February’s assignment was to explore the picture plane with shape, structure, and balance. A good design is an interesting design, with the shape and structure drawing the viewer in.
Poppies are one of my most favorite wildflowers, so I chose to make a quilt filled with poppies. I was also stoked at the opportunity to practice sketching. For my birthday last year, Aaron gave me Law’s Guide to Nature Drawing, and I’ve been itching to give it a try. I printed a photograph of poppies that I took, and started to sketch. I was thrilled at how following the steps in the book produced such realistic looking poppies. And I don’t even know how to draw!
For the Master Class, each month is divided into three assignments. The first assignment was the sketch. I photocopied my poppies and played around with arranging them in different patterns and backgrounds. Above is the one I liked the most. The teacher’s comments were to try adding to the design with flowers in different directions and with stalks that bend a little. She encouraged me to show something different about poppies that I have observed myself.
I went back to my inspiration photo, and drew more poppies! I looked for poppies of different shapes and sizes to include in my design, drawing some that were facing the sun and some with petals that were more open.
For the second deadline, I turned in my blocked out quilt. I continued to play around with the background design and color choice. The teacher’s critique here was to soften the background and really keep the focus on the poppies. I really like how she phrased this, so I’ll share it here, “It’s important to capture their essence, how they hold themselves and move in the breeze…rather than botanical details..” She ended with the encouragement to put my time into a lot of poppies!
So I went back to the drawing board! I looked for as many shapes and poppies to capture from the photo. This time I spotted the smaller poppies, that were still buds or just starting to bloom. Then I cut out as many poppies as I had patience and time.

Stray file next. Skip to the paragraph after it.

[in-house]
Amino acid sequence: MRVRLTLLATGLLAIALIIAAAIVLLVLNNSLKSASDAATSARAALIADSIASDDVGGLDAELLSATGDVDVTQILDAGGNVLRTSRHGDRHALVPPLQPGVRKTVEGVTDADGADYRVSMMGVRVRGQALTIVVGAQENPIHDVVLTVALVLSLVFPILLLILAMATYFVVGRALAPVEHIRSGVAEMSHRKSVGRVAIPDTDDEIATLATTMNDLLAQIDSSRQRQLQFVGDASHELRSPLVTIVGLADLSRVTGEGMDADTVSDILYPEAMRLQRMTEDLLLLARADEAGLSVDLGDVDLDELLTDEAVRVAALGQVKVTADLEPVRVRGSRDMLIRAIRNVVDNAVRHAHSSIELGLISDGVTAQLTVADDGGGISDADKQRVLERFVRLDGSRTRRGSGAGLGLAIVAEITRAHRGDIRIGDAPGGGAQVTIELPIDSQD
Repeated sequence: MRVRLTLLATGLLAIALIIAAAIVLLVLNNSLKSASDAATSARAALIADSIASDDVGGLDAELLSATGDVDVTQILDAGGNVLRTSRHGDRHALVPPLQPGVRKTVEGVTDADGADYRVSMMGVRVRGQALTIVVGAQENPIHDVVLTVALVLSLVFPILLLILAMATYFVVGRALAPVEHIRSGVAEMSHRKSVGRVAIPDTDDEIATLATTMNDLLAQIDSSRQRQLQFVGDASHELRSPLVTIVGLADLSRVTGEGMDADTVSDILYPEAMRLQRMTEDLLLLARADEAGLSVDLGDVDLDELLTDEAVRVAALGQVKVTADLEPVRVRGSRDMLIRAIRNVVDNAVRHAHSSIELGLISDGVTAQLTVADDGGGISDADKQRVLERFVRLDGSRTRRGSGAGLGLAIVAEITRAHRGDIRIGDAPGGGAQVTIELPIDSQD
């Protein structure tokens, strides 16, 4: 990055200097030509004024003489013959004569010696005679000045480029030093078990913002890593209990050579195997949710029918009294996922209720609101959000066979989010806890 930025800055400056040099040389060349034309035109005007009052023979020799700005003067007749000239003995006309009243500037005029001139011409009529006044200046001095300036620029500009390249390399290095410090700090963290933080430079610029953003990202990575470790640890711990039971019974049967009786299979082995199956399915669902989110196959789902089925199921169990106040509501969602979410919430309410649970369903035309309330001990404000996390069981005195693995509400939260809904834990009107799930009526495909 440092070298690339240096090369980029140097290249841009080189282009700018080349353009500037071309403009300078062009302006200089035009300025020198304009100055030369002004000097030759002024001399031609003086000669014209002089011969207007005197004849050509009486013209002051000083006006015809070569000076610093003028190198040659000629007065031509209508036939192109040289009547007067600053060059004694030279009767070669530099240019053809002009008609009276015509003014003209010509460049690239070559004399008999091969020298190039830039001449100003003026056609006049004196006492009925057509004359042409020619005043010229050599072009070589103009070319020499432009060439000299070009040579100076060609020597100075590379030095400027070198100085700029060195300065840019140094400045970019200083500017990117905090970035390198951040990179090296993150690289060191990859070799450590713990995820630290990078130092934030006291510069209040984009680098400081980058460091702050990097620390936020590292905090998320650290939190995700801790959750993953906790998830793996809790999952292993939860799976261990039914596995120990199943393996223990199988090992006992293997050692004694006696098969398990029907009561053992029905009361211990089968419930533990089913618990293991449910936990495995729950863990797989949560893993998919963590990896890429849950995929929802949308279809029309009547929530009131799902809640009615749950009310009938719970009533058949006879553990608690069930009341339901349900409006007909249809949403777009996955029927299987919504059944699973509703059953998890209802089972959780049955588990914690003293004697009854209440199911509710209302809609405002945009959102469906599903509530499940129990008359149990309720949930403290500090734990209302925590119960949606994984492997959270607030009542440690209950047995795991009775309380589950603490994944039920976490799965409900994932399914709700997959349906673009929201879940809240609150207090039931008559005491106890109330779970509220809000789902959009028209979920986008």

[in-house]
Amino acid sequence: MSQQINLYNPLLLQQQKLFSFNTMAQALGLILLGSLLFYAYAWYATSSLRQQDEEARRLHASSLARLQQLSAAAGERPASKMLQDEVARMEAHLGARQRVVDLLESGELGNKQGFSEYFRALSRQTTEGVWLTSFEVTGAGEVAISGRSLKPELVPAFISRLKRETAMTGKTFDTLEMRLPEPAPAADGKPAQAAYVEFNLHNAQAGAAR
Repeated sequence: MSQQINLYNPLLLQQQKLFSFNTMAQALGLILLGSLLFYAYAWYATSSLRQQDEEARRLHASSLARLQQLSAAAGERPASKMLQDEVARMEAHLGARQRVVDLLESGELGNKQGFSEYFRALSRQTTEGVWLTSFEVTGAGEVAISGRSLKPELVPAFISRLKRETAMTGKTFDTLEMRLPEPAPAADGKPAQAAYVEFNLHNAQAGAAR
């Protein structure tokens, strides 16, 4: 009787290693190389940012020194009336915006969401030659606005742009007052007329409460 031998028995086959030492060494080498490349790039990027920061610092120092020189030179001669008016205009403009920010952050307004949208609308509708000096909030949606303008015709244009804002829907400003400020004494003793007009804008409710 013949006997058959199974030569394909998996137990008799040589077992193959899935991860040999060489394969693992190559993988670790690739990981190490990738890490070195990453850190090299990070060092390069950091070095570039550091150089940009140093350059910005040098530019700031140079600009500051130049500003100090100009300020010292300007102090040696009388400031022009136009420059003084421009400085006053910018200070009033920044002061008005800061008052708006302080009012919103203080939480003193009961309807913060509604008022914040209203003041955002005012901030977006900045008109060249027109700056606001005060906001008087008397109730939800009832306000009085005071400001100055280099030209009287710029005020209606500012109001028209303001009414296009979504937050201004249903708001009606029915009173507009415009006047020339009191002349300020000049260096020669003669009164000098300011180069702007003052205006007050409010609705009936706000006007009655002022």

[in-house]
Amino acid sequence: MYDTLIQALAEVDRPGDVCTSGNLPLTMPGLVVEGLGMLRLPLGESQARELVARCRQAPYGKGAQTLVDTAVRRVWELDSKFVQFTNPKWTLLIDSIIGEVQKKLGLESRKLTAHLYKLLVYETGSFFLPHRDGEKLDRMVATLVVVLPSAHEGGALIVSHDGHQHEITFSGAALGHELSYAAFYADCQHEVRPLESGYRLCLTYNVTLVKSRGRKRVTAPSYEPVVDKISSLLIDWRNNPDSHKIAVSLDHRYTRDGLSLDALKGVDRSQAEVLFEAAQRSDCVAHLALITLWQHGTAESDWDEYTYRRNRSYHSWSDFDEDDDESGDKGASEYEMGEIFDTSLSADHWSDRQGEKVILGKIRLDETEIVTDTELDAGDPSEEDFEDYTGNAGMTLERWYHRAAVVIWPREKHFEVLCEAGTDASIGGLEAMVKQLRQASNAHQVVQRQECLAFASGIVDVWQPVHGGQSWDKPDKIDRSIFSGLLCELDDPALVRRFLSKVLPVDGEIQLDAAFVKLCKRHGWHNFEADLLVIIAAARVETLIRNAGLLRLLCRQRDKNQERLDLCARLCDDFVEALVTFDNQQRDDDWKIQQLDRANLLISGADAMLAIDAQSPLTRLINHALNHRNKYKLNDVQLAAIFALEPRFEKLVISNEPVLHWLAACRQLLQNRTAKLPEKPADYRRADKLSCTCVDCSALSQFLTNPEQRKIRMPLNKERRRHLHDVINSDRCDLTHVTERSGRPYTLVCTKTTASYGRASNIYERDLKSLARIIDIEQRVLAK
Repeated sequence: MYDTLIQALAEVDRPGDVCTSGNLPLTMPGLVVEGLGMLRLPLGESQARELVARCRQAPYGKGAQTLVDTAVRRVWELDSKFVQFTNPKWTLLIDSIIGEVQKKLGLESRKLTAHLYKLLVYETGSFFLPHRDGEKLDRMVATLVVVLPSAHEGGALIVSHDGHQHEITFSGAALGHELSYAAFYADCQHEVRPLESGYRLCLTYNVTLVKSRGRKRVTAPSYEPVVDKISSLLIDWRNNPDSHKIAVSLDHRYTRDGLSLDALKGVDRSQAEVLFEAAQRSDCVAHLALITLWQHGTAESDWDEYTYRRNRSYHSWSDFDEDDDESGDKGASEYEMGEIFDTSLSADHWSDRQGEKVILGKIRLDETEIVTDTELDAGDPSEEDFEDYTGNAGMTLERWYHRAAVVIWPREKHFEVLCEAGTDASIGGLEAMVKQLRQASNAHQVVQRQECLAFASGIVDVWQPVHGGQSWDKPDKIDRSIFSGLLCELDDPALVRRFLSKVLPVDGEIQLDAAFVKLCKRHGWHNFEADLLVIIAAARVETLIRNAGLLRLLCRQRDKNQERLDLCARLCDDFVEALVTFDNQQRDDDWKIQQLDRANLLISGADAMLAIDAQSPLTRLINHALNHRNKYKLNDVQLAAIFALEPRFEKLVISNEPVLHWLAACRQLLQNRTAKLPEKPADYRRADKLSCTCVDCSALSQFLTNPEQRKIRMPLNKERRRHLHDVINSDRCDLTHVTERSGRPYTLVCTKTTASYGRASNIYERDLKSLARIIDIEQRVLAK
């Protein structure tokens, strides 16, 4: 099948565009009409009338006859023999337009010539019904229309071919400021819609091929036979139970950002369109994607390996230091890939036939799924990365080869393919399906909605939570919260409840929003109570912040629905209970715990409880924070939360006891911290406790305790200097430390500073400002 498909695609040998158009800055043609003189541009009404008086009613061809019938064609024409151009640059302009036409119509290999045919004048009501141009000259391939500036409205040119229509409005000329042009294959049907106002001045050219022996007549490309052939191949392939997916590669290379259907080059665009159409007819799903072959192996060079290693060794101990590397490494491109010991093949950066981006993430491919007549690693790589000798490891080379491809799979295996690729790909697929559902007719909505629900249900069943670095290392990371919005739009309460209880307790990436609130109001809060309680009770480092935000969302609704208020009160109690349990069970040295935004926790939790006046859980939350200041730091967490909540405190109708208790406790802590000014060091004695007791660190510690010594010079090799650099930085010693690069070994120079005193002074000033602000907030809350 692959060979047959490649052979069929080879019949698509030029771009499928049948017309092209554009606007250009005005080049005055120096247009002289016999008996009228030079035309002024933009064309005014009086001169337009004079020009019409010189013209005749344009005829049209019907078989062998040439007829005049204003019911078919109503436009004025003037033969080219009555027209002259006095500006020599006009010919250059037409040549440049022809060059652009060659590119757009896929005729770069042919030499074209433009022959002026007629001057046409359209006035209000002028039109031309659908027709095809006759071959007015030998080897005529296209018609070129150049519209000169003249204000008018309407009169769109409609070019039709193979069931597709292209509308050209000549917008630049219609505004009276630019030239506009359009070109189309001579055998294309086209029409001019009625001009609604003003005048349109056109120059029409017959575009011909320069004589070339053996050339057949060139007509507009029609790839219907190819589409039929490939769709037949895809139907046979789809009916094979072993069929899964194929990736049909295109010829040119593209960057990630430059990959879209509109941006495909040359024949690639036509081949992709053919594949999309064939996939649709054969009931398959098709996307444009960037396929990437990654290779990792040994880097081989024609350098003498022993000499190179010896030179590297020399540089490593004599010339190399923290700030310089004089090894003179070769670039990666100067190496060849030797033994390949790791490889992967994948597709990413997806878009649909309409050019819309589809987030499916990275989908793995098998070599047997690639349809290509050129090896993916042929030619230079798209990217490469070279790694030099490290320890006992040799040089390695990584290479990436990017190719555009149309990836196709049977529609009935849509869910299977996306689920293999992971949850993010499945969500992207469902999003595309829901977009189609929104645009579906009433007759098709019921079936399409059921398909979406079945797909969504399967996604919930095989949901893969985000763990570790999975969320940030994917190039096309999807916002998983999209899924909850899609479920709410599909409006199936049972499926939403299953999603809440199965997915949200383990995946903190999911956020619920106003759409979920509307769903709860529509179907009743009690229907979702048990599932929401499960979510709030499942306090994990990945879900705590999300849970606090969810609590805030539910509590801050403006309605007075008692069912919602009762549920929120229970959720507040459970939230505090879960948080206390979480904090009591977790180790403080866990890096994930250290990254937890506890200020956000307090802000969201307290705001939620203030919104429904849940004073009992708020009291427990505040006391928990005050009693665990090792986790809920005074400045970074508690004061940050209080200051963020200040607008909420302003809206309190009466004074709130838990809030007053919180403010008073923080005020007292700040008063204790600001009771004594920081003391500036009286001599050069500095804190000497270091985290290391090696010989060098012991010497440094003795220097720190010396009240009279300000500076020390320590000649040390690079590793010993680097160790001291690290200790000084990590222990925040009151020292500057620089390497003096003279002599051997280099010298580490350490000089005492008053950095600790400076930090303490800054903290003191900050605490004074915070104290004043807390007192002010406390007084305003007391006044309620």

For the assembly of the quilt, first I pieced the background and quilted the fabric layers. Then I arranged the poppies onto the quilt, and stitched them down in raw edge applique.
As I placed them, I continued to keep my inspiration photo handy, to check placement in order to really capture how they hold themselves and move in the breeze.
I like how the quilting adds the needed details to bring each poppy petal to life. I thought about making each petal a separate piece of fabric, but chose not to for simplicity. That would have made the small pieces of fabric that make up each flower really overwhelming!
The final quilt is small, 12″ x 16″. The teacher’s final encouragement was simply to suggest trying to make it as a larger quilt. That would be a really neat exercise, to try to enlarge the quilt. I wonder what I would change or keep the same? Probably adding more poppies would be good!
A little bit more about my inspiration. In September 2015, our family property where I grew up burned in the Butte Fire, as I’ve shared before. My mom spread poppy wildflower seeds, and in the first spring after the fire, they came up with abandon along the creek. This photo was taken in May 2016 when we visited the property. It was the first time I had seen the property since right after the fire. My first emotion was intense grief, when I saw how so much had changed and now looked different. But after spending the day there, hiking around, visiting, working, laughing and hanging out, my sadness went away and I felt comforted. The property still gave me the same sense of home. On the surface it felt and looked different, but the heart of the land was still there. The curve of the hill and the breadth of the sky was still the same. That’s what I attempted to share with this quilt. My memory of the sadness of what was lost combined with hope for the future and what awaits us just around the corner. Just as the poppies lean in towards the sun, ever hopeful and brave. Let’s all lean in towards the sun, bringing much needed color and joy to the world.